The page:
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IFBC Seattle 2013 – Entrepreneurial Journalism with Mark Briggs – Post Three

It’s time to get down to the nitty-gritty of attending Foodista’s IFBC in Seattle – what did I actually learn and was it worth going?! I’ve already introduced my personal reasons for attending a blog conference all the way over in Seattle and have mentioned some of my first impressions on arrival, including the conference opening and inspirational keynote by Dorie Greenspan. During the rest of the conference, we attended either big group sessions, such as an Amazon.com Grocery live food blogging session (think speed dating but with food products!) or we could chose from a selection of break-out sessions, split into Technology, Writing or Tech or we ate!


I was hoping to wrap up the conference in three posts, but I can see there might be a few more on the way…!

Today, I’ve decided to re-cap one of the sessions I enjoyed the most on the first day of the conference, introducing the concept of Entrepreneurial Journalism, because I think there were some really useful nuggets of advice to be shared and I felt this session was perfectly pitched.

Writing: Entrepreneurial Journalism: Building Your Food Blog Business by Mark Briggs.

This writing session was hosted by Mark Briggs, the Director of Digital Media at KING Broadcasting, author of Entrepreneurial Journalism: How to Build What’s Next for News (UK link, non-affiliate) and co-creator of a new app called Fork. I had already read Mark’s book on my Kindle during the flight to Seattle (in between watching The Great Gatsby!) and I was so pleased I did, since it meant I was already familiar with some of the concepts that Mark mentioned during his session. The main themes were creativity, readership, audience and community and the challenges of knowing – “What is your value?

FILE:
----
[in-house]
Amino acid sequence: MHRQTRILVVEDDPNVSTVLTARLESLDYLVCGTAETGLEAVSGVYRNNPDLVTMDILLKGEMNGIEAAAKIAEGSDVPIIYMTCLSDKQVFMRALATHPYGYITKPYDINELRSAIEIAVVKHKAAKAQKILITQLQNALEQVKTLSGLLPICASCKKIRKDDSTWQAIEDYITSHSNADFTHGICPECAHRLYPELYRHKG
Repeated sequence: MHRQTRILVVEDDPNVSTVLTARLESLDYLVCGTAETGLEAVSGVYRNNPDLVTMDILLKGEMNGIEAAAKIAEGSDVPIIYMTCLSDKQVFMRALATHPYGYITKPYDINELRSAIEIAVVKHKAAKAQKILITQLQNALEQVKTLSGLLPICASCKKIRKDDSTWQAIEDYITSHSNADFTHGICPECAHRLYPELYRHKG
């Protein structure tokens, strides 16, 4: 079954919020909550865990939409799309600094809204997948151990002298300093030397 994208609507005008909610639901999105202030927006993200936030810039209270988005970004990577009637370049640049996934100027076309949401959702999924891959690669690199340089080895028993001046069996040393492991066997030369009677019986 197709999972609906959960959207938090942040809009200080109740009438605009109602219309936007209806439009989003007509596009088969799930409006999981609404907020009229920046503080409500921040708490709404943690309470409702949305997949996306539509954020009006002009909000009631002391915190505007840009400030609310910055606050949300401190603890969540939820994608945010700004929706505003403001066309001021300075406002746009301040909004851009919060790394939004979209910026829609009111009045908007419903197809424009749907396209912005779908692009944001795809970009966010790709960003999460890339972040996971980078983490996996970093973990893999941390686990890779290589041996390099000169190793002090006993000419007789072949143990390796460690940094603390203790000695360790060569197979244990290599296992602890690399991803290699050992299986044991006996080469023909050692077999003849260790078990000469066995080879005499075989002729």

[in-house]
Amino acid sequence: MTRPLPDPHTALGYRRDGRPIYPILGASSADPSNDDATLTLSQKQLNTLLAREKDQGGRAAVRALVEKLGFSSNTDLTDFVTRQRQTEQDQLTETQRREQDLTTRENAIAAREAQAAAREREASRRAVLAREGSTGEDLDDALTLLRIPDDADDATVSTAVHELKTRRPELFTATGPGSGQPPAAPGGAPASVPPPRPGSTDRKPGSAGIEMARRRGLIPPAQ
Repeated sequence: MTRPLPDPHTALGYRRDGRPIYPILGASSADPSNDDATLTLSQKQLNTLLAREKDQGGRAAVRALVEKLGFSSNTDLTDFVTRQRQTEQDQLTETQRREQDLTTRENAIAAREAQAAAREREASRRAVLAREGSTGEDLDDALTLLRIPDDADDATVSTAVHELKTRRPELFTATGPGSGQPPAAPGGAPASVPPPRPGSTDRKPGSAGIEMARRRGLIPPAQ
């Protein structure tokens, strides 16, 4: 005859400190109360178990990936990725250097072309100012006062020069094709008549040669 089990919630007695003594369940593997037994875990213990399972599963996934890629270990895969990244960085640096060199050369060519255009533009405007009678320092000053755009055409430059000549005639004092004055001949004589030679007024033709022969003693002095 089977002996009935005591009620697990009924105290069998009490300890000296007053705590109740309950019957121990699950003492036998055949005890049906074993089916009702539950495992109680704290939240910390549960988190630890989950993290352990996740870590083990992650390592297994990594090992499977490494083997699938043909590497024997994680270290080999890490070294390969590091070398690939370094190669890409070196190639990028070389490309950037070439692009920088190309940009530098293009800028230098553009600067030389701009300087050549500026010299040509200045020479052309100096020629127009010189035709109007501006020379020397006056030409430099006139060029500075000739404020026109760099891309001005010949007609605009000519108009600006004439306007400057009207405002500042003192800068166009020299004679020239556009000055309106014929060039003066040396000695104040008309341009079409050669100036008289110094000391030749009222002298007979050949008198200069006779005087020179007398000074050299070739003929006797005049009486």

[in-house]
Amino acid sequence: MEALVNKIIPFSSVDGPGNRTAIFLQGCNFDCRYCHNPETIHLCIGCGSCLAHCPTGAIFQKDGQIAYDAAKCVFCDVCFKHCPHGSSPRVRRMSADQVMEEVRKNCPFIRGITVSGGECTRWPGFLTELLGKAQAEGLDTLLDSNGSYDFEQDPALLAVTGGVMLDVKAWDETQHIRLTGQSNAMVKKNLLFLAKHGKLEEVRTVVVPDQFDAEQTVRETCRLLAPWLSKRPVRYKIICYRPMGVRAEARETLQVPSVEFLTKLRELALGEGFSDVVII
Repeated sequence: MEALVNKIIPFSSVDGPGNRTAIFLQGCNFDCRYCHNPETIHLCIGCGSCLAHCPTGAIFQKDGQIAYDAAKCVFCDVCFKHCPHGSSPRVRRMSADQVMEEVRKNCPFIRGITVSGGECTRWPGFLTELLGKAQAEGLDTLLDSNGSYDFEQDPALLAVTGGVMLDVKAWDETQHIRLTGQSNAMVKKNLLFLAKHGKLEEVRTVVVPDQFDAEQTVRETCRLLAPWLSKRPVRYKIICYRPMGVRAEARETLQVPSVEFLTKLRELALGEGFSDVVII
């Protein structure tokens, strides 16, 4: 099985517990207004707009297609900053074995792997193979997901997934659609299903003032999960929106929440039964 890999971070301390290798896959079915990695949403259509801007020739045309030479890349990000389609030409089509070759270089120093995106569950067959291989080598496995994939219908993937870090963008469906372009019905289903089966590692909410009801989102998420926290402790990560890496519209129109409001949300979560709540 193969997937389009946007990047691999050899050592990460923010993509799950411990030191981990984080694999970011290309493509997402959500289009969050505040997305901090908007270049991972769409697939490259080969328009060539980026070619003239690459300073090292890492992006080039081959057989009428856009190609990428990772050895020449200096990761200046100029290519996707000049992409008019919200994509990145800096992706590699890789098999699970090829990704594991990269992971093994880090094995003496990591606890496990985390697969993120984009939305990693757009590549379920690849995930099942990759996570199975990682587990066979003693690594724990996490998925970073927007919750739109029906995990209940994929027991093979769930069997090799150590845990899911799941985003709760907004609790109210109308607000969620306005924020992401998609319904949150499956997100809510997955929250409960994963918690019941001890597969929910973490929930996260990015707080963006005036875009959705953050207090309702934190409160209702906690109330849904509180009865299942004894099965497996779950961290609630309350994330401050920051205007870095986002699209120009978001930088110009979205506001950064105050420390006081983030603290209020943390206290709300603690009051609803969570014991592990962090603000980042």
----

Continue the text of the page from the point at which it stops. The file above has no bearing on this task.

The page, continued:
First of all, Mark pointed out (and he wasn’t the only one to do so during the conference) that as food bloggers, we seriously undervalue ourselves. We need to be more confident in what we’re asking for and that we should push ourselves to blog with more definition and purpose.

Mark referred to a couple of quotes from Simon Sinek’s TED talk on How Great Leaders Inspire Action, throwing out some of the following questions –

  • What’s your purpose?
  • What’s your cause?
  • What’s your belief?
  • Why should anyone care?

People don’t buy what you do – it’s why you do it.

From the very start of the session, we were already being challenged to think about ‘why’ we blog and to think about the people who read our content. If you blog, ask yourself:

Why are you hoping that your readers become part of your community?

Based upon the idea that ‘Creativity is the new literacy’ by Chase Jarvis, Mark also advised us to work on our creativity and to constantly challenge ourselves to think about how we can be more creative.

Creativity is not something that will just happen – we need to work on it, daily.

This was a really interesting concept to me, because the reason I started my blog almost three years ago was to have a creative outlet. Having spent lots of time writing, featuring brands, taking millions of photographs, cooking and building an audience – in many ways, I have achieved what I set out to achieve; I do see my blog as my creative outlet, but it became clearer during this session that I need to become even more creative if I want to build upon what I already have.

Another thing that stayed with me was Mark’s advice to:

Be different. Not better.

Build Your Blog into a Business

Mark highlighted that there are many ways of making money from a blog and that it is possible to turn a blog into a business; for example, you could partner with ad networks or host directly sold ads, be sponsored or become a brand ambassador, set up affiliate links, write sponsored posts, seek out freelance commissions, teach cookery courses, charge for event appearances, create a product or write a cook book, to name a few ways. However, the real key is to create quality content whatever you do:

The better quality, the more influence you have and the better your business prospects.

My understanding was that when you do this, you shift from ‘hobby blogging’ into ‘entrepreneurial journalism’ and then as Mark said: “It’s business time!”

You’re not bloggers. You’re media companies.